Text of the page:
Facebook’s core business model is familiar: the bulk of its revenue comes from advertising. Its most important metric is time on site.

Nearly all digital media companies share this business model. Still, none of them consistently hold people’s attention the way Facebook does: as of March 2016, Facebook had 1.09 billion daily active users. As of July 2014, Americans spent more than 40 minutes on Facebook every single day. As of September 2014, 30% of Americans got their news from Facebook.

Research has shown that getting positive feedback on Facebook taps into our brains’ reward centers. Beside the fact that humans value social approval, though, Facebook’s addictiveness comes largely from a single feature: News Feed. It’s the first thing you see when you sign in, and it’s the first thing people block when they try to curb their Facebook usage.

News Feed also elicits more questions than any other feature. For example: how does Facebook figure out what goes in? Why did I see that some guy from my high school just had a baby, but I didn’t see my friend’s photos from Germany? Why didn’t I see the hilarious video of a panda sneezing three hours ago?

The short answer: numbers. Lots of them.


How Does Facebook Know Who I Care About?

Every one of your Facebook friends has a coefficient, i.e. a number between zero and one that determines how important they are to you. Pages have coefficients as well. Every interaction you have with one of these entities — a like, a comment, a sticker on Messenger — gets added up and averaged out to create this coefficient. Different interactions add different weights.

To see an example of coefficients in action, go to your profile and click on “Friends.” You’ll notice that your friends aren’t listed by any readily apparent criteria, like last name; instead, they’re sorted by coefficients. (The first person is probably whoever you’re dating. If not… I won’t judge.)

Why won’t Facebook let people decide on their own, you might ask? Facebook actually does: users can curate lists of friends, and the defaults are close friends, acquaintances, and restricted (that last category is for the nosy relative you might’ve added out of obligation). The thing is, this feature has a low adoption rate; Facebook’s algorithms work well enough that for most people, creating these lists simply isn’t worthwhile.


How Does Facebook Know What I Care About?

Let’s say you post a picture of Emmy, your beloved golden retriever. First, it’ll get shopped around to your closest friends, the ones with high coefficients. Next, their reactions will determine whether it’ll appear on more people’s News Feeds. The more people interact with that post, the higher its rating gets. (Not all engagement is equal: for example, a share gives the post more of a boost than a like, and a like counts for more than an impression.) Unlike coefficients, rating are computed in real time.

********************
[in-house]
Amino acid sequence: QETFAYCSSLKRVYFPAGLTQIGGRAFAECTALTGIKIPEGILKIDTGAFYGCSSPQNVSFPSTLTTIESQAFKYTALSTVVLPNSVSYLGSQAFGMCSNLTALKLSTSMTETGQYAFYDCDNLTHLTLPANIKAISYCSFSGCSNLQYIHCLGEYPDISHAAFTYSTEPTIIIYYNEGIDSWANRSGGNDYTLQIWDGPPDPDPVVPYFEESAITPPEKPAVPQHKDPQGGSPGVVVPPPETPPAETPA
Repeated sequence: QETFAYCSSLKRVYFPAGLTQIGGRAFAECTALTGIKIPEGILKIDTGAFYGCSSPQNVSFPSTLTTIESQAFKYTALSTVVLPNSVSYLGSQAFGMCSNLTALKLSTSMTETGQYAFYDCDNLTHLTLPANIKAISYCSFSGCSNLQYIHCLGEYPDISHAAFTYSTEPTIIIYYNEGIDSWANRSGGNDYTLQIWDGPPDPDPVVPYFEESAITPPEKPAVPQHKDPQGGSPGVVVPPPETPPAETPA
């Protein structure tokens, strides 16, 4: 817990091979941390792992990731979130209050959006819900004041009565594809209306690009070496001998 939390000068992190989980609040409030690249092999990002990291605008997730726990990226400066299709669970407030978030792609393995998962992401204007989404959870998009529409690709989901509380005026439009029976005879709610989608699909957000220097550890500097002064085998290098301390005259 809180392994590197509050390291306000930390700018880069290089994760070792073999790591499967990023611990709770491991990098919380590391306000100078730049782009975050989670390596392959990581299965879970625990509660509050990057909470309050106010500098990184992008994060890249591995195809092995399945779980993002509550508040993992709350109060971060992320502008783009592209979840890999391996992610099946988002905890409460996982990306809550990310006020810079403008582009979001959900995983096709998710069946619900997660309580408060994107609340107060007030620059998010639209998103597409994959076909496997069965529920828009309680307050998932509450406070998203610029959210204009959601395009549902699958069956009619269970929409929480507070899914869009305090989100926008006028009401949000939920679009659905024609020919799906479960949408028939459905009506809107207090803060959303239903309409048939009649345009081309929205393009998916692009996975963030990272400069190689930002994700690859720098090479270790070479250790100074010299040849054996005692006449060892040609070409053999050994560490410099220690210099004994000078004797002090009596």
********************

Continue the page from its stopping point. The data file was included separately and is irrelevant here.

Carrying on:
You’ll see nearly everything your closest friends post, but if a lot of people engage with an acquaintance’s post, its quality rating will go up, making it more likely to appear in your NewsFeed. For example, the flame war raging beneath your cousin’s post might not be quality content in the traditional sense, but it’ll definitely cause people to pay attention. The rating of a post decays over time, so if you want yours to last, you can try to game the system by getting all your close friends to interact with it right off the bat. (It won’t work if everyone else ignores it, though.)

In conclusion, to put things as simply as possible:

Rating x Coefficient = Chance of Seeing Content

That, in a nutshell, is what makes Facebook so addictive.



The takeaway for companies running Facebook pages is that quality trumps quantity. If you put out lots of posts but they’re rarely compelling, they’ll get lower ratings, which will lower your page’s coefficient and ultimately reduce your other posts’ organic reach.

The larger lesson for companies relying on ad revenue is that content distribution works best when it’s driven by hard numbers. The most successful digital media companies have taken that idea and run with it: “BuzzFeed is known as a viral content company, and one of basic statistics people look at with viruses is reproduction rate,” BuzzFeed’s head of data science told Contently. “So for every one person who has some disease, how many more get it directly as a result? And there are obviously correlations for sharing. For content, we can tell within an hour or so of publishing what type of stuff we should put prominently on the homepage, promote on Twitter, things like that.”

Until the internet came about, media consumption was almost entirely a one-way affair: companies put out content, and people bought or watched it. Now, media companies get veritable mountains of feedback: they can tell where readers come from, what they engage with, what they share, where they share it, and even which device they’re using. In raw form, that information is messy; making sense of it is difficult, often unsexy work.

But it’s worth it. Just ask Mark Zuckerberg.

Want to learn about Spotify’s approach to retaining users? Check out this post.

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